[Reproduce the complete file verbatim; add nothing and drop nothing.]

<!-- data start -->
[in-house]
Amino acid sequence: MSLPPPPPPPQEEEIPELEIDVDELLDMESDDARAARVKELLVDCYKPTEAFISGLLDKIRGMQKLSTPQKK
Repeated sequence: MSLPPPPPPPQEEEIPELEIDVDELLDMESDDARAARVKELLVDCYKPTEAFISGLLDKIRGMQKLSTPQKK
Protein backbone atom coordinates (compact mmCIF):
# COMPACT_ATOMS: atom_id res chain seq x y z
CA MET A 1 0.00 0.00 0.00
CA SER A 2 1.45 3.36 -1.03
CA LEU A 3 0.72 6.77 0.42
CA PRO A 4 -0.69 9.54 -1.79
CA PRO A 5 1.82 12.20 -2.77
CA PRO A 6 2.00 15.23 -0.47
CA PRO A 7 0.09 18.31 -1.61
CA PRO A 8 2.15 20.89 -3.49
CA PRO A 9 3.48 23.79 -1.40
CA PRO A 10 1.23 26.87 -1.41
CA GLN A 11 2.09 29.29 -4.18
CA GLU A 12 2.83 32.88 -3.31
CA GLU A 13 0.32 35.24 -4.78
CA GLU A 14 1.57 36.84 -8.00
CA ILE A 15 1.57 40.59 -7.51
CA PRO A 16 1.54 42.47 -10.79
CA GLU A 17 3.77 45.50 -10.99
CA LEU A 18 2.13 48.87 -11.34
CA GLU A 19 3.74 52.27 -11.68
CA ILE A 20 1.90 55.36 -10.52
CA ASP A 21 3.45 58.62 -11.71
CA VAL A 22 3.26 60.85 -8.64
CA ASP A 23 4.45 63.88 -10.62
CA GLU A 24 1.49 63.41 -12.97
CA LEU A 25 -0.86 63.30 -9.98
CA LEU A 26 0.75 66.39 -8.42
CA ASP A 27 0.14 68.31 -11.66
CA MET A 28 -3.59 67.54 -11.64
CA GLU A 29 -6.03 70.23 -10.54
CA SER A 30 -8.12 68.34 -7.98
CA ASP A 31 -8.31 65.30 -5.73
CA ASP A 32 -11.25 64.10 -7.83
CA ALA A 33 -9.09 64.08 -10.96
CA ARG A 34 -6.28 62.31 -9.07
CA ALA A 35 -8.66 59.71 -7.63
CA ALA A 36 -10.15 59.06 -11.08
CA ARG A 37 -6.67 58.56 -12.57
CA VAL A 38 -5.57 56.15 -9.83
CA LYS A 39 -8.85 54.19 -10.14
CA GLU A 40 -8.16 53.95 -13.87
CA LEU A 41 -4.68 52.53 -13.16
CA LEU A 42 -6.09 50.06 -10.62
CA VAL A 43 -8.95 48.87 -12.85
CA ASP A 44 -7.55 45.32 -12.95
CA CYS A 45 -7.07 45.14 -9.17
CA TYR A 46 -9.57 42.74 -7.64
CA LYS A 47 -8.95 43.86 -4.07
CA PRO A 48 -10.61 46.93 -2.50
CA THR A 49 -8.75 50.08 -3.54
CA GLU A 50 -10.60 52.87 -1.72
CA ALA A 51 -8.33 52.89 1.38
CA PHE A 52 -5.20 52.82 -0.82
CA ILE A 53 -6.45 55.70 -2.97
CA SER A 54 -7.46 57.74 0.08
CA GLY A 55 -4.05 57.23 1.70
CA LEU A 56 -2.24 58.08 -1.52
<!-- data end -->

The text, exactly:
[in-house]
Amino acid sequence: MSLPPPPPPPQEEEIPELEIDVDELLDMESDDARAARVKELLVDCYKPTEAFISGLLDKIRGMQKLSTPQKK
Repeated sequence: MSLPPPPPPPQEEEIPELEIDVDELLDMESDDARAARVKELLVDCYKPTEAFISGLLDKIRGMQKLSTPQKK
Protein backbone atom coordinates (compact mmCIF):
# COMPACT_ATOMS: atom_id res chain seq x y z
CA MET A 1 0.00 0.00 0.00
CA SER A 2 1.45 3.36 -1.03
CA LEU A 3 0.72 6.77 0.42
CA PRO A 4 -0.69 9.54 -1.79
CA PRO A 5 1.82 12.20 -2.77
CA PRO A 6 2.00 15.23 -0.47
CA PRO A 7 0.09 18.31 -1.61
CA PRO A 8 2.15 20.89 -3.49
CA PRO A 9 3.48 23.79 -1.40
CA PRO A 10 1.23 26.87 -1.41
CA GLN A 11 2.09 29.29 -4.18
CA GLU A 12 2.83 32.88 -3.31
CA GLU A 13 0.32 35.24 -4.78
CA GLU A 14 1.57 36.84 -8.00
CA ILE A 15 1.57 40.59 -7.51
CA PRO A 16 1.54 42.47 -10.79
CA GLU A 17 3.77 45.50 -10.99
CA LEU A 18 2.13 48.87 -11.34
CA GLU A 19 3.74 52.27 -11.68
CA ILE A 20 1.90 55.36 -10.52
CA ASP A 21 3.45 58.62 -11.71
CA VAL A 22 3.26 60.85 -8.64
CA ASP A 23 4.45 63.88 -10.62
CA GLU A 24 1.49 63.41 -12.97
CA LEU A 25 -0.86 63.30 -9.98
CA LEU A 26 0.75 66.39 -8.42
CA ASP A 27 0.14 68.31 -11.66
CA MET A 28 -3.59 67.54 -11.64
CA GLU A 29 -6.03 70.23 -10.54
CA SER A 30 -8.12 68.34 -7.98
CA ASP A 31 -8.31 65.30 -5.73
CA ASP A 32 -11.25 64.10 -7.83
CA ALA A 33 -9.09 64.08 -10.96
CA ARG A 34 -6.28 62.31 -9.07
CA ALA A 35 -8.66 59.71 -7.63
CA ALA A 36 -10.15 59.06 -11.08
CA ARG A 37 -6.67 58.56 -12.57
CA VAL A 38 -5.57 56.15 -9.83
CA LYS A 39 -8.85 54.19 -10.14
CA GLU A 40 -8.16 53.95 -13.87
CA LEU A 41 -4.68 52.53 -13.16
CA LEU A 42 -6.09 50.06 -10.62
CA VAL A 43 -8.95 48.87 -12.85
CA ASP A 44 -7.55 45.32 -12.95
CA CYS A 45 -7.07 45.14 -9.17
CA TYR A 46 -9.57 42.74 -7.64
CA LYS A 47 -8.95 43.86 -4.07
CA PRO A 48 -10.61 46.93 -2.50
CA THR A 49 -8.75 50.08 -3.54
CA GLU A 50 -10.60 52.87 -1.72
CA ALA A 51 -8.33 52.89 1.38
CA PHE A 52 -5.20 52.82 -0.82
CA ILE A 53 -6.45 55.70 -2.97
CA SER A 54 -7.46 57.74 0.08
CA GLY A 55 -4.05 57.23 1.70
CA LEU A 56 -2.24 58.08 -1.52